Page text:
Rahmat Sulaiman, information and documentation manager with the Community Mapping Network (JKPP), sat facing his laptop at his office in Bogor. He clicked his mouse, and a map of Indonesia appeared on his screen.
Another click and small red-lined areas emerged on Sumatra, Kalimantan, Sulawesi, Papua and Java. He clicked again and an overlay of mining concession areas covered the red-lined areas.
A final click brought another overlay showing oil palm plantation concessions. The red-lines marked the territory of mapped indigenous communities in Indonesia.
The map, which shows how business concessions overlap with customary land belonging to indigenous communities, can be accessed at geodata-cso.org.
A group of NGOs — the JKPP; the community and ecological-based Society for Legal Reform (HuMa); Sawit Watch; the Consortium for Agrarian Reform (KPA); the Consortium in Support of a Community Forest System (KpSHK); and the Mining Advocacy Network (JATAM) — established the website to document and track land conflicts in Indonesia.
As of now, around 222 reports of land conflicts have been documented on the Geodata website. JKPP advocacy and campaigns officer Ade Cholik Mutaqin said the reports were compiled from data from the Indonesian Forum for the Environment (Walhi) and other NGOs. Most of the conflicts are between indigenous communities and businesses and/or government.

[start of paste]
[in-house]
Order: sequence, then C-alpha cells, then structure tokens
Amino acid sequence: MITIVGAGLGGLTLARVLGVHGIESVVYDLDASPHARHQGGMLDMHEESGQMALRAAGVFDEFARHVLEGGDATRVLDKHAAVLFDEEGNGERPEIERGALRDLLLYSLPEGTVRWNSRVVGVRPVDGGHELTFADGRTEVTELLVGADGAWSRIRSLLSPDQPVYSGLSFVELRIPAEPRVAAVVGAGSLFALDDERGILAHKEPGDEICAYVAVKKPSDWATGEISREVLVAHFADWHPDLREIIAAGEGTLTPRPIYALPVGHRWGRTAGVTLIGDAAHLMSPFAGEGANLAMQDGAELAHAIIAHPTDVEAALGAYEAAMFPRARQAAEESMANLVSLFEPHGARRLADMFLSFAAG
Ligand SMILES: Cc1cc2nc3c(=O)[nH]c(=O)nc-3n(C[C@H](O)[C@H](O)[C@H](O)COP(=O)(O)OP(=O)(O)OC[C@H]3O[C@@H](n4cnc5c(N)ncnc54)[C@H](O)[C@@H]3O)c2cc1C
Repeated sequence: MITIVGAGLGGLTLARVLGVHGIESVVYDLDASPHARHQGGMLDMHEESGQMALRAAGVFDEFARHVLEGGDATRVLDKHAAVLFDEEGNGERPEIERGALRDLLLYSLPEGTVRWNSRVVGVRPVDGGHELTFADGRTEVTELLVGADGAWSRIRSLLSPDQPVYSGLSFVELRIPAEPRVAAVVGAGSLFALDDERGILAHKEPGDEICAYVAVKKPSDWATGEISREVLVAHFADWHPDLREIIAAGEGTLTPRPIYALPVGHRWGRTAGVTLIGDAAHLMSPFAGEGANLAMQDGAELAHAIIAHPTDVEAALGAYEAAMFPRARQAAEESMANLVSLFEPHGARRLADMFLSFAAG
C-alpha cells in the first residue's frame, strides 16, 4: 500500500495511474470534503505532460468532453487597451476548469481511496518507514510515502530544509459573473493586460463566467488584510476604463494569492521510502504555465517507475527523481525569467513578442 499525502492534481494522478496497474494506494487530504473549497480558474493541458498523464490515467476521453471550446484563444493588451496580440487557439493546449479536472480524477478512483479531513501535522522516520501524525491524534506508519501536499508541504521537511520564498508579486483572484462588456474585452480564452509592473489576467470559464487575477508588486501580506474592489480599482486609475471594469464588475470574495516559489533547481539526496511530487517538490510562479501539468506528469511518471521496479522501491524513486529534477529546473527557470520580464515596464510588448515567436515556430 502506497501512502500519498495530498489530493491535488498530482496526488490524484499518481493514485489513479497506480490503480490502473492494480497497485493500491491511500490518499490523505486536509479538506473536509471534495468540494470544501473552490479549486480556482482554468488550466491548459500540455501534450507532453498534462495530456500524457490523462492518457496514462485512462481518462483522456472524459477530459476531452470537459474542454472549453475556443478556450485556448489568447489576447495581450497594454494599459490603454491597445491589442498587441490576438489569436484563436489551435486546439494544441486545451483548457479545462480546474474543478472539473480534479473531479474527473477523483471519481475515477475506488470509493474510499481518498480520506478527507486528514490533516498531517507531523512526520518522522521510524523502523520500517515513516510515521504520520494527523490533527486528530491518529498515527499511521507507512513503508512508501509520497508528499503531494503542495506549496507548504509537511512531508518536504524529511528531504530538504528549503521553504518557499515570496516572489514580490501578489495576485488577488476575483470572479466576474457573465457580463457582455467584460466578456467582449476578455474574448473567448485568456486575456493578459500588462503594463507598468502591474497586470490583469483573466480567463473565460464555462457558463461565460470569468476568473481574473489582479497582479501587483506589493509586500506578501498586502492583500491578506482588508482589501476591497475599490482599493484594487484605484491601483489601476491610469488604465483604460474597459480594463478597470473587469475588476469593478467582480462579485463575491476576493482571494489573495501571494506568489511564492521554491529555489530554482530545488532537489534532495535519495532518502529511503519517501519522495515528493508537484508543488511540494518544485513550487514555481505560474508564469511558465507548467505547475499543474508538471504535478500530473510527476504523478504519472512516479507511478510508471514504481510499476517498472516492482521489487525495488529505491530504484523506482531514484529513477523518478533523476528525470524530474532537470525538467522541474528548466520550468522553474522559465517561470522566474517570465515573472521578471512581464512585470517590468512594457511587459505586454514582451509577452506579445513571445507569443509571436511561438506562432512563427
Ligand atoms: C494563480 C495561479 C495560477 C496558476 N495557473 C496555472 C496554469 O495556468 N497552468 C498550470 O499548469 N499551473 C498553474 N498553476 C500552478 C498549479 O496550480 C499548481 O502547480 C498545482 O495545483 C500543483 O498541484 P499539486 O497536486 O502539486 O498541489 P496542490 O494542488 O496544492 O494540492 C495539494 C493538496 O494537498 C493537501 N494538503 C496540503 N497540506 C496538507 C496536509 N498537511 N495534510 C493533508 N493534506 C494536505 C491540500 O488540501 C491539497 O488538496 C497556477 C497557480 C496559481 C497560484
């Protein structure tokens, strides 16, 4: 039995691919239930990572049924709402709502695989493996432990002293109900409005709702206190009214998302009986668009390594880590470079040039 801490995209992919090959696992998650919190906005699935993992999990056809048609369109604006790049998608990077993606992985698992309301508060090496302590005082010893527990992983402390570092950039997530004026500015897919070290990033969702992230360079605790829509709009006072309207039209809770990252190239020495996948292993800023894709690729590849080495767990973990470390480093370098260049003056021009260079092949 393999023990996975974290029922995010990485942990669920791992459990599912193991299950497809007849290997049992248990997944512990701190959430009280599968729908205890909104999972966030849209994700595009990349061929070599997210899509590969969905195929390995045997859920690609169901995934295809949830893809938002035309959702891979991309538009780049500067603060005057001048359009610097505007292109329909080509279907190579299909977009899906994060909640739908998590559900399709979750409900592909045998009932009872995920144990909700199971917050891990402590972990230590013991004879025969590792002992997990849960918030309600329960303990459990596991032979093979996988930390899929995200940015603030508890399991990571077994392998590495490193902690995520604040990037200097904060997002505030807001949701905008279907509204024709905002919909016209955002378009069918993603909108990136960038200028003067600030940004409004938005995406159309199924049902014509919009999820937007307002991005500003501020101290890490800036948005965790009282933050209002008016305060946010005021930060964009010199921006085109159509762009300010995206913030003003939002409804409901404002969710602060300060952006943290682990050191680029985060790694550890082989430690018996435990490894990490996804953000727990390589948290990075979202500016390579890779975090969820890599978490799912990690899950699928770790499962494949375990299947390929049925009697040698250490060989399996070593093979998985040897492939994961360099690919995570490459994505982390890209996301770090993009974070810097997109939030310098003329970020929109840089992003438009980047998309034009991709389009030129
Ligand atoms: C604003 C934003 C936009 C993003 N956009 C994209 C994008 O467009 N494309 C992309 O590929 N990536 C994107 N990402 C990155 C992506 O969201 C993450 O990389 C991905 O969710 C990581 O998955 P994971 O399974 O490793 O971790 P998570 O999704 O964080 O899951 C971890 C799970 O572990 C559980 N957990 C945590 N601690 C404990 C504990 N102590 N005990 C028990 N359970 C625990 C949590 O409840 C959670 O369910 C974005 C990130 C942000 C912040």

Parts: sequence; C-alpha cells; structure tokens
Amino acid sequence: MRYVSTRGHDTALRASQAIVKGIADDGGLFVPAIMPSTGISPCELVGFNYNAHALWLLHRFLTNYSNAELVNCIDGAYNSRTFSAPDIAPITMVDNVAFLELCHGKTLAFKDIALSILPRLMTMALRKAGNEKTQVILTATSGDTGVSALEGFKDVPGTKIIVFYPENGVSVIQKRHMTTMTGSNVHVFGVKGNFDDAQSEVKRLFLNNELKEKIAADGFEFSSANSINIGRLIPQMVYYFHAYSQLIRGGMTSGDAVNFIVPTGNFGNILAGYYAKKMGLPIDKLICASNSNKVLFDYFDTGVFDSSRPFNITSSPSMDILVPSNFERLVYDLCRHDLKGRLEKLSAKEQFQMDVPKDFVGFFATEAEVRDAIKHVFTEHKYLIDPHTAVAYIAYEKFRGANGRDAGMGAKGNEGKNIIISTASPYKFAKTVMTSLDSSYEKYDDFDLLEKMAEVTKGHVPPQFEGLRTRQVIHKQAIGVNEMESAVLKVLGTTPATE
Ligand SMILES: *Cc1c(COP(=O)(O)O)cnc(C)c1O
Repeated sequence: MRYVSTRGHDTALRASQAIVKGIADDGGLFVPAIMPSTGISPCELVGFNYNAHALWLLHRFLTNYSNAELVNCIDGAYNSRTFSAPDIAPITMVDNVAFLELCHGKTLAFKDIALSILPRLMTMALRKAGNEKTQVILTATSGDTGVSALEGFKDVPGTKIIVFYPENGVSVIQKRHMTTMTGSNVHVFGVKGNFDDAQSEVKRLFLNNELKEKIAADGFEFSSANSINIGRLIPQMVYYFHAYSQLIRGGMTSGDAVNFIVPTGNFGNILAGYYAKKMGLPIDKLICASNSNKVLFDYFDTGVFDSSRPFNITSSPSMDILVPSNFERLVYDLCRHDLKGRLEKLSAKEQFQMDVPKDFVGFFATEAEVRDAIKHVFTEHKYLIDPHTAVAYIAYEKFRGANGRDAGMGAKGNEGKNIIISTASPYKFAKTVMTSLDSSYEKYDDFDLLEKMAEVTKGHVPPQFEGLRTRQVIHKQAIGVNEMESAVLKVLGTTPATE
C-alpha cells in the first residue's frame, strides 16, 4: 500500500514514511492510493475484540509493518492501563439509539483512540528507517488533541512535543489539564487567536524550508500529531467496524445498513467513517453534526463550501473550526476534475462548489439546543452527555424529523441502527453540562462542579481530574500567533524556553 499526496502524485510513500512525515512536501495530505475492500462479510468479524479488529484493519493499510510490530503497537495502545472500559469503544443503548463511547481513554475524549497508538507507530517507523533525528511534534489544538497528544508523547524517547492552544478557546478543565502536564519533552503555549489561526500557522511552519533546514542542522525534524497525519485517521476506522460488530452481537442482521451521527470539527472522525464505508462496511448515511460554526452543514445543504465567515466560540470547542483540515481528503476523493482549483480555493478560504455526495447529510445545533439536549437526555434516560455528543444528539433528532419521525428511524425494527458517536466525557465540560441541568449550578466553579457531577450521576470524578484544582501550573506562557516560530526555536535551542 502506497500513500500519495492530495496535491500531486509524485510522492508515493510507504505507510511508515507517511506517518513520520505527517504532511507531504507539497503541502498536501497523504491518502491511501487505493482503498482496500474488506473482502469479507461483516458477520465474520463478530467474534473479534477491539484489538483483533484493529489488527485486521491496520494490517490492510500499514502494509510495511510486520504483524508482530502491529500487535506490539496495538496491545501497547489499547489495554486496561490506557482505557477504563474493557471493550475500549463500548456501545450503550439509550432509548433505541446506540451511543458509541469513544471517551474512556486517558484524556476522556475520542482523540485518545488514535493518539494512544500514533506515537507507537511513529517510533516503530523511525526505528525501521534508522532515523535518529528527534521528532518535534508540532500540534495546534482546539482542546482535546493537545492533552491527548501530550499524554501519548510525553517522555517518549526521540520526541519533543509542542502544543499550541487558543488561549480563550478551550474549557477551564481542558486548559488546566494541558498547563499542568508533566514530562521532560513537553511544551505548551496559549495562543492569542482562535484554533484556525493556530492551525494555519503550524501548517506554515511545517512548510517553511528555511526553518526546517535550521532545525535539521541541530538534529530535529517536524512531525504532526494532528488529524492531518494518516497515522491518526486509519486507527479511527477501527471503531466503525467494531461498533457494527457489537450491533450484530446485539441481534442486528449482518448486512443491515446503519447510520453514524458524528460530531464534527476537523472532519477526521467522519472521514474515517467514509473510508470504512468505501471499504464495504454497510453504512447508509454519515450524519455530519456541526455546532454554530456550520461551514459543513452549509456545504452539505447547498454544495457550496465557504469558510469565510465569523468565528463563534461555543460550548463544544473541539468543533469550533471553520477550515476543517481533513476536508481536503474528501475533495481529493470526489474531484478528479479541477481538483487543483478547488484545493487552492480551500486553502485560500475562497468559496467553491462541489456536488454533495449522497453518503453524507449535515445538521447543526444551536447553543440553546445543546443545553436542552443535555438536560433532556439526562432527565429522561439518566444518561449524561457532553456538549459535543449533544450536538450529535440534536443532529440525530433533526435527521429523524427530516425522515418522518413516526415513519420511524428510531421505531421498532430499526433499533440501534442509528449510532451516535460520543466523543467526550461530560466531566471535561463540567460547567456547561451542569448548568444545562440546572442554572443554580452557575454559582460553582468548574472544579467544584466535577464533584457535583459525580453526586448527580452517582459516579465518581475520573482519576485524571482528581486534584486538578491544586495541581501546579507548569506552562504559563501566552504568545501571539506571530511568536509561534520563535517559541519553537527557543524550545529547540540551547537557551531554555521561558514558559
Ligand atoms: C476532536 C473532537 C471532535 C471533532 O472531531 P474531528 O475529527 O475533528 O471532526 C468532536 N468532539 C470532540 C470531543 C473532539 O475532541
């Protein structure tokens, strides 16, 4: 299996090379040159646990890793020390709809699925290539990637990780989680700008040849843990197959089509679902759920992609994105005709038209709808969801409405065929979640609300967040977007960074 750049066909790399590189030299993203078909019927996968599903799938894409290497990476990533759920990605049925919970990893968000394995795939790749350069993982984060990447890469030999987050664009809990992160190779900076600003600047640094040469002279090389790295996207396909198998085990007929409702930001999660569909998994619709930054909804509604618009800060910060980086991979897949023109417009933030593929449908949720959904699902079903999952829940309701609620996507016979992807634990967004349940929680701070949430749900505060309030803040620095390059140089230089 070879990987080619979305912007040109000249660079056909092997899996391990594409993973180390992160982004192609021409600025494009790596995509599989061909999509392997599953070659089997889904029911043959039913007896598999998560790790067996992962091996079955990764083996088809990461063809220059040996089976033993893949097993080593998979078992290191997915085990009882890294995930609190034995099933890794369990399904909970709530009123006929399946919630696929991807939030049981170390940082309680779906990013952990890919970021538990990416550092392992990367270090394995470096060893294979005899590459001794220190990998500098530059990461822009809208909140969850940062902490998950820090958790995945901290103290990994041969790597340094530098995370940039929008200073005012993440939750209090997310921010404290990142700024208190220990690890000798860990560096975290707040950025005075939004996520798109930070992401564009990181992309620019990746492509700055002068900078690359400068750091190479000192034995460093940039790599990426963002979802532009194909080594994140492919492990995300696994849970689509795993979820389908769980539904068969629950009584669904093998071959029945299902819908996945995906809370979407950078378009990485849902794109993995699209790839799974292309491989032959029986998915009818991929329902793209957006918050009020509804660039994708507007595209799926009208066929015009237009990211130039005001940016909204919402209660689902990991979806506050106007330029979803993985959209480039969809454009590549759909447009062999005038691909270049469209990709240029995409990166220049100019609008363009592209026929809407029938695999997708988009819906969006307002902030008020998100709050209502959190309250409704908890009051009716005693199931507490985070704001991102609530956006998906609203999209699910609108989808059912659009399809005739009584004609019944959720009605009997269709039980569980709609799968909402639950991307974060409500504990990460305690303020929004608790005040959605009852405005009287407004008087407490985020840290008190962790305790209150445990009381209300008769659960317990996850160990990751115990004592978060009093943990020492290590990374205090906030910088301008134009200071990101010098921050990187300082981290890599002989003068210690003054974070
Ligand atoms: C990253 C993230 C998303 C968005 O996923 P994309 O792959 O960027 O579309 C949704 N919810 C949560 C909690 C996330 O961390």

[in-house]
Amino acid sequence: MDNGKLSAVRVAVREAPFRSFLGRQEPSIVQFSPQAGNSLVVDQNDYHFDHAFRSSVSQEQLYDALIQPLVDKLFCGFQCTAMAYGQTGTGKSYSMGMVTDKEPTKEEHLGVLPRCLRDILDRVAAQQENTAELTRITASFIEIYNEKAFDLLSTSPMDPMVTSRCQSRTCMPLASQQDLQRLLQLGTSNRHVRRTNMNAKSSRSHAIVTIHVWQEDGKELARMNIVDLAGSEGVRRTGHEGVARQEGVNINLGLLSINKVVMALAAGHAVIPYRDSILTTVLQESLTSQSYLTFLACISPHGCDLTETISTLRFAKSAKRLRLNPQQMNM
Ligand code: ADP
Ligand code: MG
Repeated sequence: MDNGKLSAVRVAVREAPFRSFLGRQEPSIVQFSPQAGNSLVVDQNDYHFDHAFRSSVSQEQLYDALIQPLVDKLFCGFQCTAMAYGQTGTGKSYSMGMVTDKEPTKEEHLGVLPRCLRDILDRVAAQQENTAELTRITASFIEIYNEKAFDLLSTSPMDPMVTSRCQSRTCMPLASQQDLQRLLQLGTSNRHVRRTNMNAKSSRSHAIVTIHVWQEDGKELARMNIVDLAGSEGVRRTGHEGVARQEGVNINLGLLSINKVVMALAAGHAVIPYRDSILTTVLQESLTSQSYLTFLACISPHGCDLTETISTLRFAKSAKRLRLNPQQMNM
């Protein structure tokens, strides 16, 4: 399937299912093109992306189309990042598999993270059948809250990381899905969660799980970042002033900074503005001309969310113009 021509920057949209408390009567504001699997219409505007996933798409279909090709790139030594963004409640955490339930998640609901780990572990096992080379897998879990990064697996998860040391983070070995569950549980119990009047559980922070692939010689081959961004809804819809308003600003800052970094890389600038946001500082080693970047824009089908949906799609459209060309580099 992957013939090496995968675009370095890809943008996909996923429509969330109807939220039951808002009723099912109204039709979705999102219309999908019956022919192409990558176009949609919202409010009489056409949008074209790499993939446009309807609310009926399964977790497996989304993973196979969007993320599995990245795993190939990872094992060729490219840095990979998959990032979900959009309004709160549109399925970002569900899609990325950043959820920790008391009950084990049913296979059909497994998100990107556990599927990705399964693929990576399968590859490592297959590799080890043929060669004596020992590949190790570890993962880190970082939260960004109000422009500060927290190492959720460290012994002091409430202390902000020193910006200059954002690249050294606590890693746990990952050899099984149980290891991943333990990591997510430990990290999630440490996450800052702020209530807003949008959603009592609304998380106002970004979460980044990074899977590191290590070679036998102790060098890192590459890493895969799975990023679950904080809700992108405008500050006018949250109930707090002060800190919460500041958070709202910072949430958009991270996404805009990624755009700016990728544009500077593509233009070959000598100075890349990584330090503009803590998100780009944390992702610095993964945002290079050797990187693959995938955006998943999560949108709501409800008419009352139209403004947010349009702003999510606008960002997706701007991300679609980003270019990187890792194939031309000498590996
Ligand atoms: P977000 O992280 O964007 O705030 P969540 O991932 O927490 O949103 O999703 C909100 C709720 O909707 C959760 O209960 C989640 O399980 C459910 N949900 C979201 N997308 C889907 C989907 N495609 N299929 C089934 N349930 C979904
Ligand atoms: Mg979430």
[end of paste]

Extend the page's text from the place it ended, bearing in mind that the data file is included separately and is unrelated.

The resource-rich Kalimantan contributed the highest number of land conflicts. According to data from Walhi’s East Kalimantan branch, following the enactment of the Masterplan for the Acceleration and Expansion of Indonesian Economic Development (MP3EI) in 2011, some 135 communities became involved in conflict with businesses. Most of the land conflicts, according to Walhi, involved palm oil plantations, followed by logging and mining firms.
Maps of indigenous communities are provided by the JKPP, which as of now has mapped 3.9 million hectares of customary land. Ade said the JKPP used a participatory method of mapping, in which the whole community held a consultation to agree to have their area mapped out. Information of the borders of customary lands were passed on mainly through storytelling from one generation to another, Ade said.
Given the absence of a national mechanism to identify and map out territory belonging to indigenous communities, AMAN, the JKPP and several other NGOs have set up the Ancestral Domain Registration Agency (BRWA) to allow indigenous communities to register their ancestral domains.
Ade said the idea behind the BRWA was to provide a map of customary land. “We wanted to be prepared for the court ruling. If it [the Constitutional Court] ruled that customary forests belonged to indigenous peoples, we wanted to be able to show where those customary forests were located,” he said.
— JP/Prodita Sabarini
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